Difference between Sea Salt and Regular Table Salt

March 4, 2016 by Editorial Team

Sea salt has recently gained extreme popularity with fans of healthy eating and in many restaurants and supermarkets. More and more chefs consider sea salt  preferable due to its special flavor and health benefits. But is sea salt really a must-have for your kitchen or is it just another trend? In this article we are going to compare them and see whether sea salt is worth its price and all the fuss!


Table salt with a salt shaker

Regular table (common) salt is an important product every family has at home. Basically table salt is a mineral with a chemical formula NaCl (sodium + chloride) with little amounts of other chemical elements. Table salt is mined from salt mines, old dried bodies of seawater that have been gone for thousands or even millions of years.

During salt mining these deposits are processed with water in order to dissolve salt and create a solution, which is later evaporated. After that common salt is further processed and in the end the consumer gets a pure product without  other minerals or dangerous substances. Sometimes anti-caking agents or additional minerals (like iodine or fluoride for regions which lack these minerals in the ground) may be added for practical and health purposes. Such salt is called fortified.

As salt is essential for any animal life – one of the basic human tastes is saltiness. Sodium and chloride are electrolyte minerals and take an active part in the normal functioning of  muscles and nerves. Electrolytes are important not only for skeletal muscles, but for the heart muscle as well.

Table salt was one of the first preservation methods used and is a primary and widespread seasoning around the world. Salt helps keep water in the organism and prevent dehydration and is therefore an essential nutrient. But as with any other product its consumption should be controlled, as too much salt may cause edema and fluid retention, which, in turn may lead to increased blood pressure and higher risk of strokes and heart attacks.

The amount of sodium recommended by the World Health Organization equals 2 g, i.e. about 5 g of salt (1 teaspoon) to be consumed daily. This is quite a reasonable amount, taking into account the fact that many raw products already contain salt naturally. For example meats, veggies and fruit contain salt in small quantities. Therefore a limited intake of added table salt is not dangerous to the main body functions, unlike excess intake with snacks and canned foods which contain extreme amounts of salt for flavoring and preservative functions.

Fine sea salt
Fine sea salt

Sea salt is a type of edible salt produced from seawater evaporation and not from salt mines like common table salt.  Nowadays it is widely used in cooking as a replacement for regular table salt and in the cosmetic industry, as it is claimed to have a number of benefits to human health and well-being, although there is no proof of this.  Refined sea salt is homogenous and white, while unrefined it may be off-white. It may even be found in some shades of red, green, grey, yellow and blue according to the local clays and algae in the sea water used for making it. Black sea salt is not a myth, it can be found in India and in Hawaii.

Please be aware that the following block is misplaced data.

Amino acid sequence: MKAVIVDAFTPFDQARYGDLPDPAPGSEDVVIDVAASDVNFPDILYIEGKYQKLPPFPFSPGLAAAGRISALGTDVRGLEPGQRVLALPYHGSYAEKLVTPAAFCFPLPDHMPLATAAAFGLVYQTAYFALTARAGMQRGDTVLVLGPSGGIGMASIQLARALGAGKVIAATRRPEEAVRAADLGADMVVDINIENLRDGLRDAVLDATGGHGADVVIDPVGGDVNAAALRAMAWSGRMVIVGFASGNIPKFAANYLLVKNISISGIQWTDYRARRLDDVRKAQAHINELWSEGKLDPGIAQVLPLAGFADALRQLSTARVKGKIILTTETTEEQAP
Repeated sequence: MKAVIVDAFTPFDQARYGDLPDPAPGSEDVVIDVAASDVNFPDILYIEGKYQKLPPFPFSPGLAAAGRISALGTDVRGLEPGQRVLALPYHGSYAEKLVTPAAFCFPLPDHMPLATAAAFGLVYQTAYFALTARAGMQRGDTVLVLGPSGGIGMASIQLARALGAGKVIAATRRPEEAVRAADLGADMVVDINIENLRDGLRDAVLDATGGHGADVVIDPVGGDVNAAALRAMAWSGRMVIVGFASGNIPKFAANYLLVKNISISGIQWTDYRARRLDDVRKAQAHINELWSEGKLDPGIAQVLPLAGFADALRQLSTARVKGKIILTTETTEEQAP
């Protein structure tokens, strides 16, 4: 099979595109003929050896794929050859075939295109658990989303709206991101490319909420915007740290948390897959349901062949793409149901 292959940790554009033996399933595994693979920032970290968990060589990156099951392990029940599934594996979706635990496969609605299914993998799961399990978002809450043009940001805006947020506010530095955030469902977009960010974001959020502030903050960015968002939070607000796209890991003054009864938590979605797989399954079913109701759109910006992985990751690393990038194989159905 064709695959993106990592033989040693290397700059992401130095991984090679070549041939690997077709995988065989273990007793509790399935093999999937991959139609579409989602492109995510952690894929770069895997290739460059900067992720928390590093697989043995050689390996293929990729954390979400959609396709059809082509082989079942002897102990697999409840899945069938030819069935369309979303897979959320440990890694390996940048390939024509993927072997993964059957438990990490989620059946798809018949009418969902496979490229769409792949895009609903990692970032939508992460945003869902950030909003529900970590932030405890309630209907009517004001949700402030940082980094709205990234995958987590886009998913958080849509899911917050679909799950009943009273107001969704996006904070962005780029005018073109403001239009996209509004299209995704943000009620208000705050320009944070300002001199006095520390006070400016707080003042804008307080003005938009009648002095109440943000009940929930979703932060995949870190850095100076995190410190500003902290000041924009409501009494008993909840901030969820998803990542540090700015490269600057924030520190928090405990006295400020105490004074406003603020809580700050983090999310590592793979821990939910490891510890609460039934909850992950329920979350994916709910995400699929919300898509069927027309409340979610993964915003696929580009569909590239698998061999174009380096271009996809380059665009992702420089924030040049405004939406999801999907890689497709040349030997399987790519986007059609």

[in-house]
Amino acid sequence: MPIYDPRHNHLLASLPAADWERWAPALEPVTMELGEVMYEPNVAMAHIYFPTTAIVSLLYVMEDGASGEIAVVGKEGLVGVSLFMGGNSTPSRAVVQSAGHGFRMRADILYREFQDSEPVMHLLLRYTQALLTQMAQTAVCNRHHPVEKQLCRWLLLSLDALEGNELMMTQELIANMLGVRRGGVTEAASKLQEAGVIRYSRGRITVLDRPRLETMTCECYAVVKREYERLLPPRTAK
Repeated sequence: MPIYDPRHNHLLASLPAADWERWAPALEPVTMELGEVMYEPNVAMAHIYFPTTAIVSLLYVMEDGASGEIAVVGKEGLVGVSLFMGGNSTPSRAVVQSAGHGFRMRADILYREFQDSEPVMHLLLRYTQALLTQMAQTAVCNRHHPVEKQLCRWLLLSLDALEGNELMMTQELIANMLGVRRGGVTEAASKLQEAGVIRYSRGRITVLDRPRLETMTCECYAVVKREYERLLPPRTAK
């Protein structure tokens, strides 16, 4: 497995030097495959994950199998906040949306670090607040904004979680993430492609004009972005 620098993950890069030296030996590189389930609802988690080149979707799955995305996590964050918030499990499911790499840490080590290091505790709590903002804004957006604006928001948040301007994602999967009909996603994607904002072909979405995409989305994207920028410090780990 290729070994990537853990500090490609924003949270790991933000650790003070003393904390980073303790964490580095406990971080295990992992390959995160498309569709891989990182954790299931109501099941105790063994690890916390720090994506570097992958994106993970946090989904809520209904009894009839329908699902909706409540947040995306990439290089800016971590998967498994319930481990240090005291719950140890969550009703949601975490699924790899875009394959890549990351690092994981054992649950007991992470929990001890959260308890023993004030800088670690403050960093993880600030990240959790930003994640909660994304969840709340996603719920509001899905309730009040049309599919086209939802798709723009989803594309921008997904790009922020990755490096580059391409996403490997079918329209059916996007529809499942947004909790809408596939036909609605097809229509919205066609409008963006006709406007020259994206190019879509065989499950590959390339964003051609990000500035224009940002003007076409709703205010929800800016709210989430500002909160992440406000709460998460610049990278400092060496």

Looking back in history, every salt can be considered as sea salt, because salt mines were formed from seawater at a certain point.

Sea salt types available at supermarkets may have different contents; they may contain magnesium, calcium and potassium, but the latter three only in small amounts. Probably that’s the reason why sea salt is considered to be a healthier option – due to the minerals in it. Some gourmets believe sea salt tastes a lot better and adds a specific taste sensation to the dish. Possibly that’s true, but how many of us are able to say exactly which type of salt was used for this or that dish?


The main and the most obvious one, as we mentioned above, is their origin.

Sea salt is manufactured via sea or ocean water evaporation with little processing. This makes it possible to leave some other minerals and trace elements in it in small amounts. Common salt is collected from salt mines. It is usually processed more thoroughly to keep the contents free of admixtures and often fortified with minerals (like iodine for the thyroid gland or fluoride for oral health). Some additives may be added to prevent salt clumping. Among other differences there are slight differences in taste and texture.

Minerals and elements left in sea salt after evaporation may affect the color and coarseness level while common salt usually has a bright white color.

Sea salt is usually considered healthier, but the supporting arguments for this point of view are mostly subjective, as the basic nutritional value of sea and common salt are almost equal. The amount of sodium is also approximately the same.

Basically any edible salt is nothing more than 95% sodium chloride and it all comes from the sea one way or another. Refined sea salt is just like regular table salt – nothing more than purified sodium chloride. Unrefined sea salt may contain traces of different elements like algae, sediment and even sea bacteria that can tolerate high salt contents. It provides a special taste and may add special nutritional qualities, but again, it’s just a matter of a few percent, so it’s up to the consumer to decide what type of salt to choose.

Comparison Chart

Sea saltRegular table salt
Processed by ocean or sea water evaporationProcessed by salt mining
May have different colors or shadesIs usually white
When unrefined may contain a small amount of admixtures like sediments, algae and sea bacteriaIt is purified sodium chloride, usually with anti-caking agents and may be fortified with iodine or fluoride


The difference between sea salt and regular table salt in 100 seconds here: